Skip to Content

Coccygectomy

WHAT YOU NEED TO KNOW:

Coccygectomy is surgery to remove an unstable, dislocated, or broken coccyx (tailbone) after an injury.

HOW TO PREPARE:

The week before your surgery:

  • Arrange to have someone drive you home after surgery.
  • Tell your surgeon about all medicines you currently take. He or she will tell you if you need to stop any medicine before surgery, and when to stop. He or she will tell you which medicines to take or not take on the day of surgery.
  • Tell your surgeon about all your allergies. Include medicines, antibiotics, and anesthesia.
  • You may need to have a CT scan, MRI, and x-ray of your tailbone before surgery.

The night before your surgery:

You may be told not to eat or drink anything after midnight.

The day of your surgery:

  • Take only the medicines your surgeon told you to take.
  • Healthcare providers may insert an intravenous tube (IV) into your vein. A vein in the arm is usually chosen. Through the IV tube, you may be given liquids and medicine.
  • An anesthesiologist will talk to you before your surgery. You may need medicine to keep you asleep or numb an area of your body during surgery. Tell healthcare providers if you or anyone in your family has had a problem with anesthesia in the past.
  • You or a close family member will be asked to sign a legal document called a consent form. It gives healthcare providers permission to do the procedure or surgery. It also explains the problems that may happen, and your choices. Make sure all your questions are answered before you sign this form.

WHAT WILL HAPPEN:

What will happen:

You will lie face down with your hips and knees slightly bent. An incision will be made over your tailbone. Your surgeon will remove all or part of your tailbone. Nearby blood vessels, nerves, and ligaments will be checked and repaired if they are damaged. A drain may be placed to remove fluids from the area. The incision will be closed with stitches.

After your surgery:

You will be taken to a room to rest until you are fully awake. You will be monitored closely for any problems. Do not get out of bed until your healthcare provider says it is okay. You will then be able to go home or be taken to your hospital room. A bandage will cover your stitches. This bandage keeps the area clean and dry to help prevent infection. A healthcare provider may remove the bandage soon after your surgery to check the area.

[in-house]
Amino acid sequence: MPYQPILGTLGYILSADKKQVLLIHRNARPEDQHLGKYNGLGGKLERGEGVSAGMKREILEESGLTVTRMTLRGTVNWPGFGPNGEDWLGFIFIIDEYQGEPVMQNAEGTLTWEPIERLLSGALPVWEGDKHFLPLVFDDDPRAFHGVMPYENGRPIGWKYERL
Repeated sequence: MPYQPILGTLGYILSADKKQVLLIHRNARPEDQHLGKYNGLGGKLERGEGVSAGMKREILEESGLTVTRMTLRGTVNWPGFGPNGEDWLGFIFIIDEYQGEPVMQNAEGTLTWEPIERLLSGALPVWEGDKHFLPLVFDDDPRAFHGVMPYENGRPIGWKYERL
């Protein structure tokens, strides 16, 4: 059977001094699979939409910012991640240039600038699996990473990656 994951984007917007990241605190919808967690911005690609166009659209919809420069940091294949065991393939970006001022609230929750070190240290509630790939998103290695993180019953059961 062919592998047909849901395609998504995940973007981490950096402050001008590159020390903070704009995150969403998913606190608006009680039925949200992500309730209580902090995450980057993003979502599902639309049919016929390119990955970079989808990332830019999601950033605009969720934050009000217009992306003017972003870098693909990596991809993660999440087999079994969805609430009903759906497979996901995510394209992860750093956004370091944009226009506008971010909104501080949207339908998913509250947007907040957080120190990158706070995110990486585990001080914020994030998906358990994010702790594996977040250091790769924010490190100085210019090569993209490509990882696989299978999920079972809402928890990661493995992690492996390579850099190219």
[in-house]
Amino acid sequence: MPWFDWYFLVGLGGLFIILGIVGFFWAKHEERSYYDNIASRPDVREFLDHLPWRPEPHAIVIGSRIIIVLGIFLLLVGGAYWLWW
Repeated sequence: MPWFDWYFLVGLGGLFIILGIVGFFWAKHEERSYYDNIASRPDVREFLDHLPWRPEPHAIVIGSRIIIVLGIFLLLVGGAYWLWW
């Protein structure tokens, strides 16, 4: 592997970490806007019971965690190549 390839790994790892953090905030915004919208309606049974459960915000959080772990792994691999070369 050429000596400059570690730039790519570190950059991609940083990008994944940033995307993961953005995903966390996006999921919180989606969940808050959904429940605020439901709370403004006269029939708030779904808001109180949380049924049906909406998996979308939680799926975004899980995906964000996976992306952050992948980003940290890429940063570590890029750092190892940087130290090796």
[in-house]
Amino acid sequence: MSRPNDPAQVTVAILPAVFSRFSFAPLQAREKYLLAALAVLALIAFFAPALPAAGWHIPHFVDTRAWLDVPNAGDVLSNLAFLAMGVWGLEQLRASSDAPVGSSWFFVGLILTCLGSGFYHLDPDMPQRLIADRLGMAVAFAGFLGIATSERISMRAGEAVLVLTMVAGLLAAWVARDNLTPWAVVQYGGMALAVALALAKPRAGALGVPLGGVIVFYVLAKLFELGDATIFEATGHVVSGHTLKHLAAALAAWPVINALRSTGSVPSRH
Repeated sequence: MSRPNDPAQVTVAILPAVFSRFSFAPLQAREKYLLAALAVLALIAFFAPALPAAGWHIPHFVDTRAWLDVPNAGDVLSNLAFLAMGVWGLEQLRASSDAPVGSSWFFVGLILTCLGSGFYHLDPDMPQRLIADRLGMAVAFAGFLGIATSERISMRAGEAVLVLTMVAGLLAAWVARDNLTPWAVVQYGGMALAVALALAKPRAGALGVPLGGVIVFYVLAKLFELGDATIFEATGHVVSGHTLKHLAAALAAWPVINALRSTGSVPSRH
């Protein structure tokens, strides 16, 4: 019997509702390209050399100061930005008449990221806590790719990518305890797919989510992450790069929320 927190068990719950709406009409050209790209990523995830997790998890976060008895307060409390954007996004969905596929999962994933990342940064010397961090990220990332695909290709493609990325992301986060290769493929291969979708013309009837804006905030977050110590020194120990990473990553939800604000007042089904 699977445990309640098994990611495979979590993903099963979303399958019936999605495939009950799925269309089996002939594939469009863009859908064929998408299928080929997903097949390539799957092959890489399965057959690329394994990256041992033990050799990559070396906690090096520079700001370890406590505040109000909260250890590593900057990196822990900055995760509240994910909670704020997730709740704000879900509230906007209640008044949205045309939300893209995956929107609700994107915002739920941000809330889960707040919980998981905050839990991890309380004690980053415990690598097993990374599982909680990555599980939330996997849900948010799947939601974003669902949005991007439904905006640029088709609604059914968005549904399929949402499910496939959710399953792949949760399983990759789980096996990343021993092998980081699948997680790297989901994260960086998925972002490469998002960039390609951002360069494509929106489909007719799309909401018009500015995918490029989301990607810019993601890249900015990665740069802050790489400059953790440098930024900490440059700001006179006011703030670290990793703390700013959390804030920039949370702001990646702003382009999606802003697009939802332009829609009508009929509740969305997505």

CONTACT YOUR HEALTHCARE PROVIDER IF:

  • You have a fever.
  • You get a cold or the flu.
  • You have a skin infection or an infected wound near the area where the surgery will be done.
  • You have questions or concerns about your surgery.

Seek Care Immediately if

  • The pain in your lower back gets worse.
  • You have sudden shortness of breath.
  • You have increased problems having bowel movements.
  • You have pain during sexual intercourse.
  • You have trouble urinating.

Risks

You may need to have surgery done again if you get an infection. Nerves, blood vessels, ligaments, muscles, and bones may be damaged during surgery. After surgery, you may have tingling or numbness in the area where surgery was done. You may still have pain or have trouble going back to your usual activities, including sports. You may develop a life-threatening blood clot.

Care Agreement

You have the right to help plan your care. Learn about your health condition and how it may be treated. Discuss treatment options with your healthcare providers to decide what care you want to receive. You always have the right to refuse treatment.

© Copyright IBM Corporation 2021 Information is for End User's use only and may not be sold, redistributed or otherwise used for commercial purposes. All illustrations and images included in CareNotes® are the copyrighted property of A.D.A.M., Inc. or IBM Watson Health

The above information is an educational aid only. It is not intended as medical advice for individual conditions or treatments. Talk to your doctor, nurse or pharmacist before following any medical regimen to see if it is safe and effective for you.

Further information

Always consult your healthcare provider to ensure the information displayed on this page applies to your personal circumstances.